Monday, April 15, 2013

The Cancer Blog: Week 12

My Health

This blog within a blog will discuss cancer and all of my fears, hopes and expectations for a positive outcome—full and complete recovery. In addition, I plan to throw in some latest medical research. All cancer patients are interested, to some degree, in research and the latest medical findings; I am no exception. Today is Day 119  living with cancer


At times, I feel invisible, reminding me of Kafka's Metamorphosis, where Gregor Samsa wakes up one day as a dung beetle. Kafka's surrealistic story has many layers of meaning, including on identity, individuality and acceptance as part of a larger community, tribe and nation. In all these areas, if you have read Kafka, you will see that he struggled. Kafka's story has as much meaning today as when he published it in 1915.

Here is an excerpt from the well-known story's beginning [Trans: David Wyllie; 2002]::
One morning, when Gregor Samsa woke from troubled dreams, he found himself transformed in his bed into a horrible vermin. He lay on his armour-like back, and if he lifted his head a little he could see his brown belly, slightly domed and divided by arches into stiff sections. The bedding was hardly able to cover it and seemed ready to slide off any moment. His many legs, pitifully thin compared with the size of the rest of him, waved about helplessly as he looked.
"What's happened to me?" he thought. It wasn't a dream. His room, a proper human room although a little too small, lay peacefully between its four familiar walls. A collection of textile samples lay spread out on the table - Samsa was a travelling salesman - and above it there hung a picture that he had recently cut out of an illustrated magazine and housed in a nice, gilded frame. It showed a lady fitted out with a fur hat and fur boa who sat upright, raising a heavy fur muff that covered the whole of her lower arm towards the viewer.
Gregor then turned to look out the window at the dull weather. Drops of rain could be heard hitting the pane, which made him feel quite sad. "How about if I sleep a little bit longer and forget all this nonsense", he thought, but that was something he was unable to do because he was used to sleeping on his right, and in his present state couldn't get into that position. However hard he threw himself onto his right, he always rolled back to where he was. He must have tried it a hundred times, shut his eyes so that he wouldn't have to look at the floundering legs, and only stopped when he began to feel a mild, dull pain there that he had never felt before.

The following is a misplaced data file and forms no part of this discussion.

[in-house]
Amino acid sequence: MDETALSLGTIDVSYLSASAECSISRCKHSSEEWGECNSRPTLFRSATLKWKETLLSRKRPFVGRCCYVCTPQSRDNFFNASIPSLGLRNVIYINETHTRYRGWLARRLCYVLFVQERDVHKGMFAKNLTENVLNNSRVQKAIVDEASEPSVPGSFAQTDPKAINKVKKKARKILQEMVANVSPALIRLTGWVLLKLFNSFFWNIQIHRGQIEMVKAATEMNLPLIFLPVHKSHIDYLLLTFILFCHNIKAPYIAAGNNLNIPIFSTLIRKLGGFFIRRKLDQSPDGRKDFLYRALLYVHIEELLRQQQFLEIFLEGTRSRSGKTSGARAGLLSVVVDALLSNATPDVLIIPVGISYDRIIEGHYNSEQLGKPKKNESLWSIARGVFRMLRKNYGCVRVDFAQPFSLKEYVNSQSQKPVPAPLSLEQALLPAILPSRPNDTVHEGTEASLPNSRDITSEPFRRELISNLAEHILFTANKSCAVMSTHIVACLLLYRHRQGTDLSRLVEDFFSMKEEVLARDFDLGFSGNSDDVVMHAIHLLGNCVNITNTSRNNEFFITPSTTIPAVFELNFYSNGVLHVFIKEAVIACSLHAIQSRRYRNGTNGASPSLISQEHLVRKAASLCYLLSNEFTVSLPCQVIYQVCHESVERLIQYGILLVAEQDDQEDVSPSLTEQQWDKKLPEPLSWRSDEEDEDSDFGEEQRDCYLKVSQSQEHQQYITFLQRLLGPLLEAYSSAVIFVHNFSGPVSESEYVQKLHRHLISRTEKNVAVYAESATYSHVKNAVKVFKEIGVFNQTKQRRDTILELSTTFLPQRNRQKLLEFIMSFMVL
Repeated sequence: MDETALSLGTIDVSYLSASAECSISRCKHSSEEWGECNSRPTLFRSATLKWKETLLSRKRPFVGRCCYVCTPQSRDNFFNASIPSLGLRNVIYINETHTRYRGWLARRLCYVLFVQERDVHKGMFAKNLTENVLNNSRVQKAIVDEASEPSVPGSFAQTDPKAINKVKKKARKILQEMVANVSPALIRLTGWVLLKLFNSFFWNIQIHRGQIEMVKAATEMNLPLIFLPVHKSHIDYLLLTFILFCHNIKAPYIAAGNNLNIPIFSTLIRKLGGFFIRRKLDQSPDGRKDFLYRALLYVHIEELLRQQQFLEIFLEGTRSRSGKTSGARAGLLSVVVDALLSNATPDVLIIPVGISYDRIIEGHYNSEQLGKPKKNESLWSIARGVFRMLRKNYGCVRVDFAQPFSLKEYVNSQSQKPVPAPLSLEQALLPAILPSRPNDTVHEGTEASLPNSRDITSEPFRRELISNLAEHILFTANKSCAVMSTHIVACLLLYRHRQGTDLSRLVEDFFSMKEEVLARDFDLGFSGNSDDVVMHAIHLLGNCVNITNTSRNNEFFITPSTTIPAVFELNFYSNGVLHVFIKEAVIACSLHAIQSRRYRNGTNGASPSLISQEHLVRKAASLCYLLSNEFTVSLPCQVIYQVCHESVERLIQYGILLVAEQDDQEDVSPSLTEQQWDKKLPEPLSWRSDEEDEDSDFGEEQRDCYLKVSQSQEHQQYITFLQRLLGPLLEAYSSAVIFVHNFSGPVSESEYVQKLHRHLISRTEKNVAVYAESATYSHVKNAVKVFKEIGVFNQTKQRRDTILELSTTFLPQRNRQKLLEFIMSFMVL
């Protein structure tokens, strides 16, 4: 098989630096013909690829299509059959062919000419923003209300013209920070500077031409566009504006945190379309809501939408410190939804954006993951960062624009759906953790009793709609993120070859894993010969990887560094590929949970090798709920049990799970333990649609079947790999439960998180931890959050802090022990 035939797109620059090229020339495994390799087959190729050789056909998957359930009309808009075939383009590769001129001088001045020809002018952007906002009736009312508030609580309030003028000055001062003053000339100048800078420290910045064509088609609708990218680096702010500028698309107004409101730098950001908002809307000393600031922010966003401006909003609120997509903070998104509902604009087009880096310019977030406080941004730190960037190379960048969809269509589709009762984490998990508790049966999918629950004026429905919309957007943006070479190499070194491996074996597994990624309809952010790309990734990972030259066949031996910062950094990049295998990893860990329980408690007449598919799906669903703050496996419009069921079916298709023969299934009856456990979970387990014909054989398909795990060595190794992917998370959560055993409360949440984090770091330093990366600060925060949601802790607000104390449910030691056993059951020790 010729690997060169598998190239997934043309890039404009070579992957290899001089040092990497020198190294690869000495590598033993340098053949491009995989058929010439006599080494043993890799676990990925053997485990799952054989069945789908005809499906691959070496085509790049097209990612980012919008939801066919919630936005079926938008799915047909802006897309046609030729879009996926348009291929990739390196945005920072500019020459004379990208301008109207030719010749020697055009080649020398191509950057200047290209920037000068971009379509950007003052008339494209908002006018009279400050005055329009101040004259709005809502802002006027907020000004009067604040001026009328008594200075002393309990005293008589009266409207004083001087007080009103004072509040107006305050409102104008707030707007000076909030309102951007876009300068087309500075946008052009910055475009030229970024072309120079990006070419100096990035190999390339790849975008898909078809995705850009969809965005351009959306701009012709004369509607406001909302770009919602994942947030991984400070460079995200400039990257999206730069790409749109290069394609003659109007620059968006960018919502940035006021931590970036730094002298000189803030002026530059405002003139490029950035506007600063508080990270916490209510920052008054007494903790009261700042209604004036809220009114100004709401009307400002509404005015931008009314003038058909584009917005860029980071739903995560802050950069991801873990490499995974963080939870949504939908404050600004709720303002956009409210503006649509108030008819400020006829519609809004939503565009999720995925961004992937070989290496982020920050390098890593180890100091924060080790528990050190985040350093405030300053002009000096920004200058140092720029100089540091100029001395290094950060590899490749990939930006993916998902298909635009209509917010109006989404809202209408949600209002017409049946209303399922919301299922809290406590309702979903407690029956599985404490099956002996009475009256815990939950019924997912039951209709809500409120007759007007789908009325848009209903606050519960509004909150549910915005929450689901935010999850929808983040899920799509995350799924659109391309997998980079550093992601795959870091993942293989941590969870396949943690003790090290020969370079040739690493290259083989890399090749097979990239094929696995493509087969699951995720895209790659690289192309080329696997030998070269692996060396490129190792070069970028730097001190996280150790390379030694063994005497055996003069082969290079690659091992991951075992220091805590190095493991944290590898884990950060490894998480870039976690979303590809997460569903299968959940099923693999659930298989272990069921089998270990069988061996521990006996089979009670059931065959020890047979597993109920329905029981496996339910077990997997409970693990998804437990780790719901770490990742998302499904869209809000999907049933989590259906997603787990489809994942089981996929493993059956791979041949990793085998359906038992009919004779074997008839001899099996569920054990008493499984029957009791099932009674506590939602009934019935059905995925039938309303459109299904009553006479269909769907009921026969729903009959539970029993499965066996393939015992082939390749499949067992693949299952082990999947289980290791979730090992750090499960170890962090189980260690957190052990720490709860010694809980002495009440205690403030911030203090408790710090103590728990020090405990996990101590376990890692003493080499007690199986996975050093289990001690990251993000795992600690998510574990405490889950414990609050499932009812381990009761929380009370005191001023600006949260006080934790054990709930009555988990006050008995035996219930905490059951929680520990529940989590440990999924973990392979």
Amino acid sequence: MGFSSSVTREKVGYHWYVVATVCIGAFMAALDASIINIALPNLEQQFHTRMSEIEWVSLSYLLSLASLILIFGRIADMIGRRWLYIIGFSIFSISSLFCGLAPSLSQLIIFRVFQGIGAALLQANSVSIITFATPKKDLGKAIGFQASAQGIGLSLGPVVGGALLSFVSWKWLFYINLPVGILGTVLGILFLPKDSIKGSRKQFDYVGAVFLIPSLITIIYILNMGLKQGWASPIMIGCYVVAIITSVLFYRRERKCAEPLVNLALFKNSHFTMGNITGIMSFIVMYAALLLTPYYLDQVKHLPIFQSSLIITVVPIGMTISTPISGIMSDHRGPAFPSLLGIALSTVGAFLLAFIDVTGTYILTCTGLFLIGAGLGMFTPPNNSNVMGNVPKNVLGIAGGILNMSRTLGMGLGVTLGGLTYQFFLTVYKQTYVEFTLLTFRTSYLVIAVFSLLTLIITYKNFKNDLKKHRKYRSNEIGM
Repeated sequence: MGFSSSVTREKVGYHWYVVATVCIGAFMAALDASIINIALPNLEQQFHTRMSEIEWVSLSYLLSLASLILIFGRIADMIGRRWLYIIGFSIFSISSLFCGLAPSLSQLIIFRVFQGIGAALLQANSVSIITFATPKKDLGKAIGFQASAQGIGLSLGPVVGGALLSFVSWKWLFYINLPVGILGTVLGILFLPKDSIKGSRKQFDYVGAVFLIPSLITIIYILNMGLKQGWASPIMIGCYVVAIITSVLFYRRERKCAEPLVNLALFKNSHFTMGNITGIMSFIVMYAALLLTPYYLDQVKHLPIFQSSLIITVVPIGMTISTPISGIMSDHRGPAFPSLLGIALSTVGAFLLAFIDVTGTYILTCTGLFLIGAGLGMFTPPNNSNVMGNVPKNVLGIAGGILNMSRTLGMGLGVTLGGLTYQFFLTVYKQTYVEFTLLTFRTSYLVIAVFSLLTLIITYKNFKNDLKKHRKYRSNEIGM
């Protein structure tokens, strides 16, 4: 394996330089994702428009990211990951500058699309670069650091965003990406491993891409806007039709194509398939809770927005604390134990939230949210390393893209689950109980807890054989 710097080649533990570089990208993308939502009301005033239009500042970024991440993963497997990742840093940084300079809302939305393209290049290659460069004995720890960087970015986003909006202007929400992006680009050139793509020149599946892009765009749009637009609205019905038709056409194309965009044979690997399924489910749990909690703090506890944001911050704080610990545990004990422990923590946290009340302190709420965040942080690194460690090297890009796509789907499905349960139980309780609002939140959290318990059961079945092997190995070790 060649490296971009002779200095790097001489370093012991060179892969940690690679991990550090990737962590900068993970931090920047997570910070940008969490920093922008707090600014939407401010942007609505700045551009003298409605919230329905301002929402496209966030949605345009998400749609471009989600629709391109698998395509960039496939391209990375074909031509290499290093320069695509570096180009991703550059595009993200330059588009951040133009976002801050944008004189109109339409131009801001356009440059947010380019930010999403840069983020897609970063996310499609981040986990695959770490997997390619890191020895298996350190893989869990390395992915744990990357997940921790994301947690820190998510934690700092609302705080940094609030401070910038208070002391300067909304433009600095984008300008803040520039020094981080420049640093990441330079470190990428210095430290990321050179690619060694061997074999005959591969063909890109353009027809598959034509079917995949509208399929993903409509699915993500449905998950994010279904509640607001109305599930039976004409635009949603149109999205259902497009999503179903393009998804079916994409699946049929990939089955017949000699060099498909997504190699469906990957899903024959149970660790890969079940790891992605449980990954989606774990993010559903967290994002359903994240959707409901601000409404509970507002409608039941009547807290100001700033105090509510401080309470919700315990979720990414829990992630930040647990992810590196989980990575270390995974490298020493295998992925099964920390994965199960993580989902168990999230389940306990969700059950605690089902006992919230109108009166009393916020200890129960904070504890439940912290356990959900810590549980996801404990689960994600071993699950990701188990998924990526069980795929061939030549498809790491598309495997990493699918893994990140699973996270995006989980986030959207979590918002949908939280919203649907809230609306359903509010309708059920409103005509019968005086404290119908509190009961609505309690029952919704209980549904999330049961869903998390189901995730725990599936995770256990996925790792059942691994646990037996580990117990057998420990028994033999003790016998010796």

Having cancer (a crabby disease) can make you invisible, if not literally then figuratively, and perhaps not so much hatred like an insect, but unseen, unknown and viewed with suspicion as different. It's not the obvious response of what one would expect, but it is the response that I sense, in many others. After the initial “outpouring of emotion,” there is a steady movement away from the object of illness (in this case, me), as if it represents some reproach, and not a fully realized human being. I sense that this might generally apply to all persons with disease, and not only to cancer patients.

Perhaps people can't help feeling that way, some sense of revulsion, some antipathy or indifference. There might be something ancient hard-wired into our brains, as some evolutionists say; perhaps it's the idea that “sick” individuals are an inconvenience to the pack, thet they will slow things down, that they are no longer useful to group survival. Is that it? Perhaps so. But I have other plans: I plan to survive for a long time, whether I am visible or not. 


  1. May you survive and be visible--till 120.
    In 1998, I had my thyroid removed for papillary carcinoma, a relatively indolent cancer. I have reason to believe that I am alive and at least somewhat visible.
    My mother, on the other hand, suffered from dementia. He last years were as bad as Gregor Samsa's.

    1. Thank you for you kind words: I am glad that you are both alive and visible and have survived the surgery for papillary carcinoma. I also wish you long life, till 120. Dementia and Ahlzheimer's disease is as horrible as it gets for humans; it robs the individual of memory, which is inextricably linked to individuality and visibilty.

  2. “There might be something ancient hard-wired into our brains, as some evolutionists say… “sick” individuals are an inconvenience…no longer useful to group survival.”
    Some evolutionists are sadly mistaken.
    When there is love among a group of persons – though it’s empirically hard to verify the motive behind acts of kindness - the others around the suffering one(s) naturally act as though hard-wired to do their part, however small. The whole group benefits as a result of this affirmation of dignity.
    Admitedly, not all so possess this love.
    As I recall, Kafka’s yucky bug had developed an acquired appetite of sorts.
    I wish good appetite for you, Perry. (And a taste not quite as acquired as that of Kafka’s character.)
    I envision July ahead, and many sunny, warm, breezy days with pleasant company and gastronomy, etc. 'To life!'

    1. Thank you, Mark, I also agree that we do not have to submit to our "selfish" nature, that we can decide to live differently from our biological imperatives, whatever these might be. More important, I wish you a long and meaningful life, till 120.


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